It's been one year since the Singapore summit.
There was the handshake, the pageantry, and - of course - a historic agreement.
(SOUNDBITE) (English) U.S. PRESIDENT DONALD TRUMP SAYING: "We're very proud of what took place today." But how much progress has the U.S. really made with North Korea since then?
Pyongyang still has its nuclear weapons, a second summit fell apart spectacularly and state media is even threatening the U.S. to back off.
So, are we back to square one?
(SOUNDBITE) (English) REUTERS REPORTER GRACE LEE SAYING: "There's a threshold that Donald Trump and Kim Jong Un can't seem to cross.
We saw hints of it in Singapore.
On the ground - there was a lot of excitement when the two first met - but that quickly fizzled out when everyone realized how lacking it all was of actual substance.
Trump still seemed happy then.
But after that we went to Hanoi - where - a little before lunchtime on their second day things started to unravel.
Trump wanted Kim to give up all his weapons, and Kim wanted Trump to ease off on sanctions - the threshold.
This time, Trump was left trying to explain what exactly happened." To be fair, it's been a while since we've heard threats like these: (SOUNDBITE) (English) U.S. PRESIDENT DONALD TRUMP SAYING: "Rocket man is on a suicide mission for himself and for his regime." Trump for the most part has insisted that he still has a good relationship with Kim Jong Un, and even sided with the dictator recently over reports Kim had executed a North Korean official.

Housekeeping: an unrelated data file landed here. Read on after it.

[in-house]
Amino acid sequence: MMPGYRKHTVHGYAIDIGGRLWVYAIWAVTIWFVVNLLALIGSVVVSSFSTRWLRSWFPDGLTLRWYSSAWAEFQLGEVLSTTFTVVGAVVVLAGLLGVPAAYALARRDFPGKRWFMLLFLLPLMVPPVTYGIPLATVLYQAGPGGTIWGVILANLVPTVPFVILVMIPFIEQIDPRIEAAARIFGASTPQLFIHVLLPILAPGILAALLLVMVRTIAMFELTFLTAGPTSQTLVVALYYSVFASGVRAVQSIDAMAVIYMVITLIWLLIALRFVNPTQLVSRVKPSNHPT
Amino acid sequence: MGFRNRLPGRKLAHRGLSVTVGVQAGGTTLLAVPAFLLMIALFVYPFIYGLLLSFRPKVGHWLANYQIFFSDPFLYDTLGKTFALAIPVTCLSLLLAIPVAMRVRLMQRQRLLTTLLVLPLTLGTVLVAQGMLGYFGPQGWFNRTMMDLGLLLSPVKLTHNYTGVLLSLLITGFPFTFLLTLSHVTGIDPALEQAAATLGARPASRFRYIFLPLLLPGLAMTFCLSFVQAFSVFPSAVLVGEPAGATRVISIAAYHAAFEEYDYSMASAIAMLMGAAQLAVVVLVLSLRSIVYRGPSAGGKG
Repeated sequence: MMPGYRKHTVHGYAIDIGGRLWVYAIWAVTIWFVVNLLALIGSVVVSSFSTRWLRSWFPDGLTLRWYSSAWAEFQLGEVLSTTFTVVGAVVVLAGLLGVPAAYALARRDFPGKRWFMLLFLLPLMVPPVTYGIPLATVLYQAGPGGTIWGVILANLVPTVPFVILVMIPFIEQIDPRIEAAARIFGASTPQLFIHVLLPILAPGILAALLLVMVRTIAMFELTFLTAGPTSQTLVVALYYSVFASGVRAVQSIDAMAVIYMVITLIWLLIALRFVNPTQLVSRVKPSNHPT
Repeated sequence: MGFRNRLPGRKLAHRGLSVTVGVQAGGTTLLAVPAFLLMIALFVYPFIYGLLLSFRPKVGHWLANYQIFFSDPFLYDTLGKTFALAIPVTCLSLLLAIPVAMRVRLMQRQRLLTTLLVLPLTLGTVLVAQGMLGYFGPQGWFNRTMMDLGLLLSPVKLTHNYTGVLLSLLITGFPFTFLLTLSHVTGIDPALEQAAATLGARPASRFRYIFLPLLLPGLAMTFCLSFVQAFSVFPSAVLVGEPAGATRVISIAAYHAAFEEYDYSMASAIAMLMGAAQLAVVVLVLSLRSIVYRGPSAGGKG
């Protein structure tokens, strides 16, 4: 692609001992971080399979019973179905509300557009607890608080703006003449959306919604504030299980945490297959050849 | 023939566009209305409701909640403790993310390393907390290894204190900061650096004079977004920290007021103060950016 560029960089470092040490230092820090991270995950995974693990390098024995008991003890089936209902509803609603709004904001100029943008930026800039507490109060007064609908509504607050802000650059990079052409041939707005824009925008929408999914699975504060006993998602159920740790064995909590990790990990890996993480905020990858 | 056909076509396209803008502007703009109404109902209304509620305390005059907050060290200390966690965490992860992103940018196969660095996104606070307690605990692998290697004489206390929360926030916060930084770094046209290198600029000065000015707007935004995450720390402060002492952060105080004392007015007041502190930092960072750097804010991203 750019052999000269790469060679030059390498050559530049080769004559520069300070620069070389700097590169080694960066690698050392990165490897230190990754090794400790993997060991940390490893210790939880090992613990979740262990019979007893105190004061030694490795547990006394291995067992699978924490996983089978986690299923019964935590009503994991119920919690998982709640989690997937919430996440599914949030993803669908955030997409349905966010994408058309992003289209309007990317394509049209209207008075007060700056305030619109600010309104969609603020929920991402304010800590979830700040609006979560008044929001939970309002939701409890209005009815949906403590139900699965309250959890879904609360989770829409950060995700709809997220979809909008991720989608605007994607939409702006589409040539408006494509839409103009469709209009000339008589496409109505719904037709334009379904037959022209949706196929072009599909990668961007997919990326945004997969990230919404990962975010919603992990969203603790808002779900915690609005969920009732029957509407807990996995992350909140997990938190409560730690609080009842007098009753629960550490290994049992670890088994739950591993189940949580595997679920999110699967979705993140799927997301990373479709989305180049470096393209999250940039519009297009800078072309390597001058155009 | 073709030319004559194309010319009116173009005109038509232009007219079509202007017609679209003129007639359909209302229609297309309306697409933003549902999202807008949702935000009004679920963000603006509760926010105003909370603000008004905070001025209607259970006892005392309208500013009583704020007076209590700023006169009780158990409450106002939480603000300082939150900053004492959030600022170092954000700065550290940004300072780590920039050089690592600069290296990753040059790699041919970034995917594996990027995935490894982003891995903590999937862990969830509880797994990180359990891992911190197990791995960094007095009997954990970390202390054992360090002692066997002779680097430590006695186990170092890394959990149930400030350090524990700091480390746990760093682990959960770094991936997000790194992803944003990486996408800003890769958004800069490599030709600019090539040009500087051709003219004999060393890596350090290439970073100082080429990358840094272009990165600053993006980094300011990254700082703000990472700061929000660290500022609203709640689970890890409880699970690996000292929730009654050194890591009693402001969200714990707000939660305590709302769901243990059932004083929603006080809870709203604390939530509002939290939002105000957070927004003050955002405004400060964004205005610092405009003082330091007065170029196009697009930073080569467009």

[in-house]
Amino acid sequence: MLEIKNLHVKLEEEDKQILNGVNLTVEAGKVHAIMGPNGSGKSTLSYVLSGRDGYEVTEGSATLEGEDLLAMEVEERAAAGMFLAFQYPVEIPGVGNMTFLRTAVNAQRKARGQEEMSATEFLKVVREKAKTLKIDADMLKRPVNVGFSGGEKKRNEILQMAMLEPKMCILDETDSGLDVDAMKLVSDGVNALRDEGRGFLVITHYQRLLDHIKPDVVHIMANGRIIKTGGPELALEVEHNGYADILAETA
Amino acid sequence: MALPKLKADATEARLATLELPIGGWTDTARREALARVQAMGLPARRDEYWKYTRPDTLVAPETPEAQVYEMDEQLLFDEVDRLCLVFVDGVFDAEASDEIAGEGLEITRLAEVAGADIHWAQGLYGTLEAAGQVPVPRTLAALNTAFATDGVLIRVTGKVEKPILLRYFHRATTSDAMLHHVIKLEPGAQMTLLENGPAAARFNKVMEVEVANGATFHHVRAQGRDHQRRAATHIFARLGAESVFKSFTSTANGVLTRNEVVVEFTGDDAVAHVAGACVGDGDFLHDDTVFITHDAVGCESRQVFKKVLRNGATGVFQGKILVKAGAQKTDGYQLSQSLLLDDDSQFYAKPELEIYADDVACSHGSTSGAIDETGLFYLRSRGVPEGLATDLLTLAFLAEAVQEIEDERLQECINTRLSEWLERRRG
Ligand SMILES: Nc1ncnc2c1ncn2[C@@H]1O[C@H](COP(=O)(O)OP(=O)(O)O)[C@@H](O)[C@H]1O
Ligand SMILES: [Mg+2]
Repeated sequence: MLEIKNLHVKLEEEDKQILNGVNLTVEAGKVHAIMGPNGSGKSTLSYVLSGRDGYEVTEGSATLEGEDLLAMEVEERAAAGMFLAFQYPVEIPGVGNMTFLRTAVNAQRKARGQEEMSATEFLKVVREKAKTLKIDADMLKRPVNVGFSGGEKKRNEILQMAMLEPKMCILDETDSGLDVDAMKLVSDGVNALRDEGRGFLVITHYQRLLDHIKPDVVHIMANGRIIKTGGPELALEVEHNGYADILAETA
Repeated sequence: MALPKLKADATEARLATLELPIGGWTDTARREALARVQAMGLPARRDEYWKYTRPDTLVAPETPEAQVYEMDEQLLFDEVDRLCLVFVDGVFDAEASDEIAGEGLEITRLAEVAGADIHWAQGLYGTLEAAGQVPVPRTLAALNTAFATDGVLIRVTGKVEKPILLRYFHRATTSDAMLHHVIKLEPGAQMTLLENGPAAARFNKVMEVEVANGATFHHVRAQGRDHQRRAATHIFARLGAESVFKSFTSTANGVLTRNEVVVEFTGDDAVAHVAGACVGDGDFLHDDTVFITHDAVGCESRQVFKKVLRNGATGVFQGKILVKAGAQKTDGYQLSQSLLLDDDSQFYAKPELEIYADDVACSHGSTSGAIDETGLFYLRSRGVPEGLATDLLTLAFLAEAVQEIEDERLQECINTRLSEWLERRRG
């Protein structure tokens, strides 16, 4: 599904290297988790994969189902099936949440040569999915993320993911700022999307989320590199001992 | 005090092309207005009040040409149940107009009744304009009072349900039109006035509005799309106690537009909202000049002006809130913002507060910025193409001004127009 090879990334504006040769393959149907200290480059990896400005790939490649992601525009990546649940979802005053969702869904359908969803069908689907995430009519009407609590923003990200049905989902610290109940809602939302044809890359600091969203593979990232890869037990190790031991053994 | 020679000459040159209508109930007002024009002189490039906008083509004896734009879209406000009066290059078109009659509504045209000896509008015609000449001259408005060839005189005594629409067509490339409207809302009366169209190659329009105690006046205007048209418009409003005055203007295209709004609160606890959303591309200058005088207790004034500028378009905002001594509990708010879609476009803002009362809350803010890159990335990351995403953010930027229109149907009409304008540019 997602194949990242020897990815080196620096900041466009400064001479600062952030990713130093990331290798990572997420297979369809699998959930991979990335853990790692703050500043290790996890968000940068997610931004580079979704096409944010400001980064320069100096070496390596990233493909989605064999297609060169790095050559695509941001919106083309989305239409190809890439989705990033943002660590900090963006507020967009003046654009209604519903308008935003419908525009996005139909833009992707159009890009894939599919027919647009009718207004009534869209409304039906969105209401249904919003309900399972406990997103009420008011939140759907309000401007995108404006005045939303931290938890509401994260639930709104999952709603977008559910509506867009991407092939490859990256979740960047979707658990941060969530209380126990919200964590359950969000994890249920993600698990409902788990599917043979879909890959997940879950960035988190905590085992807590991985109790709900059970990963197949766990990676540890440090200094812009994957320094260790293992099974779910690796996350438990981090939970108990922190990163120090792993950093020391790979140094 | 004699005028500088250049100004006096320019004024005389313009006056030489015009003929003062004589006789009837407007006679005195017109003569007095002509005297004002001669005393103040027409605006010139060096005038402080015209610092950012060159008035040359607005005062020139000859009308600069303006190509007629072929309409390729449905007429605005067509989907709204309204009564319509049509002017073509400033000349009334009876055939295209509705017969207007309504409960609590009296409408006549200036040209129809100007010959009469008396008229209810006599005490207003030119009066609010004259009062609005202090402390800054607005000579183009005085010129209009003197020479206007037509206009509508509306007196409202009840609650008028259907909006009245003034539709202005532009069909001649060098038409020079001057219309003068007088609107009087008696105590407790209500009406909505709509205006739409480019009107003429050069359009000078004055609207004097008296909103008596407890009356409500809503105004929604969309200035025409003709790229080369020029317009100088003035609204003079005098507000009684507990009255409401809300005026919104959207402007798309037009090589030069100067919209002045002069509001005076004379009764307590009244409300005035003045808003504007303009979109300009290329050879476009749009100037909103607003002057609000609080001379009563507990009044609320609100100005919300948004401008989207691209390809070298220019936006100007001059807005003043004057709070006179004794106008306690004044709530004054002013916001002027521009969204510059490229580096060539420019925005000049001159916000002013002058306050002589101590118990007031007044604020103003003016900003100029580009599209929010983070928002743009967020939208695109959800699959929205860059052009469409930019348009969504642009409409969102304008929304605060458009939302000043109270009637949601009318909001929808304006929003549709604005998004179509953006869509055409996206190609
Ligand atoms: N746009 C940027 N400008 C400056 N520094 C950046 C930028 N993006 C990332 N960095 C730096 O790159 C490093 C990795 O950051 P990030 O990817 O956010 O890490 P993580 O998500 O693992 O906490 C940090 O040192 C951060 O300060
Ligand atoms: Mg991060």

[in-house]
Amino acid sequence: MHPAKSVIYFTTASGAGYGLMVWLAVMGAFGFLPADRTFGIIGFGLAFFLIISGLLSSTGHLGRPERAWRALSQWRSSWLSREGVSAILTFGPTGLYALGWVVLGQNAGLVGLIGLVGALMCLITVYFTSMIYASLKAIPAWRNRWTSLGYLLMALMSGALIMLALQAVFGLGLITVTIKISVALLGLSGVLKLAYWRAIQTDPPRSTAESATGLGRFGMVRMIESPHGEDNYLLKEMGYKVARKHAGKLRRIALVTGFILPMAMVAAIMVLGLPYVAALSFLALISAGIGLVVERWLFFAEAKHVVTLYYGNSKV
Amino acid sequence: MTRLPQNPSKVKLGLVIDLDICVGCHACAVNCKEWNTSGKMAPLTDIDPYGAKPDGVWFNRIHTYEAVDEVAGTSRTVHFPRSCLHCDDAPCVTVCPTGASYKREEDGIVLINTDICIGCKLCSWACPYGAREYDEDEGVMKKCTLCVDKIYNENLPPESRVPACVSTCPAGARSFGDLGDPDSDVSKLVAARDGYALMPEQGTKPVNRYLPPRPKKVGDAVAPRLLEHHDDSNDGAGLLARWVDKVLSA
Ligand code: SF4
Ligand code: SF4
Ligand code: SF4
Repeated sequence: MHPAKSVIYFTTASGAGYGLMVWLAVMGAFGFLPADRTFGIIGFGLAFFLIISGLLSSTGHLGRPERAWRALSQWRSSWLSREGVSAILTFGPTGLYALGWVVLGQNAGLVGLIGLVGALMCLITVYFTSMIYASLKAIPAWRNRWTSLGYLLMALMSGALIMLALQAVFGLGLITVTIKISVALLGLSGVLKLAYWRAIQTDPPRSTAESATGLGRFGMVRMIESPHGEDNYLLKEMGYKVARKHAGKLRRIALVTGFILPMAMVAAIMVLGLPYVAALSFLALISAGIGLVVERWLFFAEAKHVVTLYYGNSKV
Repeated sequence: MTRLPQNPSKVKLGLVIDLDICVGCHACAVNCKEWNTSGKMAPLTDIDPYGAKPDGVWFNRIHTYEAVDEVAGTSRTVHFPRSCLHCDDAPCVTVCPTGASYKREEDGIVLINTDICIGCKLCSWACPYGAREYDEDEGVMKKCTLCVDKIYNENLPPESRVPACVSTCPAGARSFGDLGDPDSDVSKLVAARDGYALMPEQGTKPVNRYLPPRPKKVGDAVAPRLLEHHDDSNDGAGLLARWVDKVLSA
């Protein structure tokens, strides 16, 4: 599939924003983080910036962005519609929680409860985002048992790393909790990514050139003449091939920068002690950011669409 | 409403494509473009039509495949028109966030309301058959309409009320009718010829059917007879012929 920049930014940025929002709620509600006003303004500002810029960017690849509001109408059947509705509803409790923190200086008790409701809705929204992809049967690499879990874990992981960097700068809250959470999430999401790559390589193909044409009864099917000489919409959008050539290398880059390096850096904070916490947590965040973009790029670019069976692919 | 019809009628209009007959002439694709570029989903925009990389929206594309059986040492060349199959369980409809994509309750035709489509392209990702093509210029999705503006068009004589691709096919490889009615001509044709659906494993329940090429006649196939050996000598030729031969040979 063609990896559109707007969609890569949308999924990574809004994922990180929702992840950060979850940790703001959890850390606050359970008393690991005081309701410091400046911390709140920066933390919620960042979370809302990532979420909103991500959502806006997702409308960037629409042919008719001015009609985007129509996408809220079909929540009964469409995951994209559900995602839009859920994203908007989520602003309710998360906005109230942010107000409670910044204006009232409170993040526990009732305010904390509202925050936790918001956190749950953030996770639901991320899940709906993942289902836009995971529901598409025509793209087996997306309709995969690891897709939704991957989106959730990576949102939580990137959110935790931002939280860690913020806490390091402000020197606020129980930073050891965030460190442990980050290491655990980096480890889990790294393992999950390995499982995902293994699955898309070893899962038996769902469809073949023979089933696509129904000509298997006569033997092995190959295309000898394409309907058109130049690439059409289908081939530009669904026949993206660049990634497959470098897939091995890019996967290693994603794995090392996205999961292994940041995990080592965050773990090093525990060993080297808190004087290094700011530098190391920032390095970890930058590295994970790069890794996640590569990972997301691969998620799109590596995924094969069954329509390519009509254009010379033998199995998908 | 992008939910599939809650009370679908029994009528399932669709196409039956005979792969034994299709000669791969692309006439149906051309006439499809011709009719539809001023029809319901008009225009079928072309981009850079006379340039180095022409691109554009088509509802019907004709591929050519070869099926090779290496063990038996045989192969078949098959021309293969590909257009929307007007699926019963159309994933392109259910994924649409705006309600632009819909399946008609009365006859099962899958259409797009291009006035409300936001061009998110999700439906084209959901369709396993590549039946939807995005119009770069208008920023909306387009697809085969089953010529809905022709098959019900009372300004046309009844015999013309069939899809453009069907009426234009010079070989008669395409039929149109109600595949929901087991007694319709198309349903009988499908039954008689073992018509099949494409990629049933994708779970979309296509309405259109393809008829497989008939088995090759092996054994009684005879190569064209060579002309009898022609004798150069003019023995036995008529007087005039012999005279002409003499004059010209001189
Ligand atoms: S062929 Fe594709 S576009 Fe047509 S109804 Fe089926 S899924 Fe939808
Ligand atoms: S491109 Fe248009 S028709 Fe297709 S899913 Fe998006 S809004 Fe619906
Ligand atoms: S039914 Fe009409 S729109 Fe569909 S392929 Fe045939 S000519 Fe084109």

But whether they'll reach that deal Trump seems to want so eagerly is a different story.
Especially with the North's most recent missile tests.
(SOUNDBITE) (English) REUTERS SEOUL CORRESPONDENT JOSH SMITH SAYING: "They were some smaller ones, shorter range, not the kind that can threaten the US but they were something of a wakeup call for South Korean and American officials.
And definitely signaled to a lot of us that things could be on a track back to tensions we saw in 2017 - some of the tensions people had hoped had gone away when Trump and Kim met that first time." Analysts say the North's latest missiles could be used early and effectively in any war with South Korea or the United States.
Just last month, the regime even tested a new weapon: a smaller missile that could be easier to hide and maneuver.
The tests have been ramping up since the failed Hanoi summit, but Trump's message has been the same: he trusts Kim Jong Un.
(SOUNDBITE) (English) U.S. PRESIDENT DONALD TRUMP SAYING: "I view it as a man, perhaps he wants to get attention and perhaps not.
It doesn't matter." Kim Jong Un - on the other hand - has been less forgiving.
He's given Washington a deadline: it has until the end of the year to become more 'flexible'.
If the standoff between the two sides continue, it might not be long before fire and fury is back on the table.
And North Korea warns the agreement Trump and Kim made in Singapore will be nothing more than a 'blank sheet of paper.'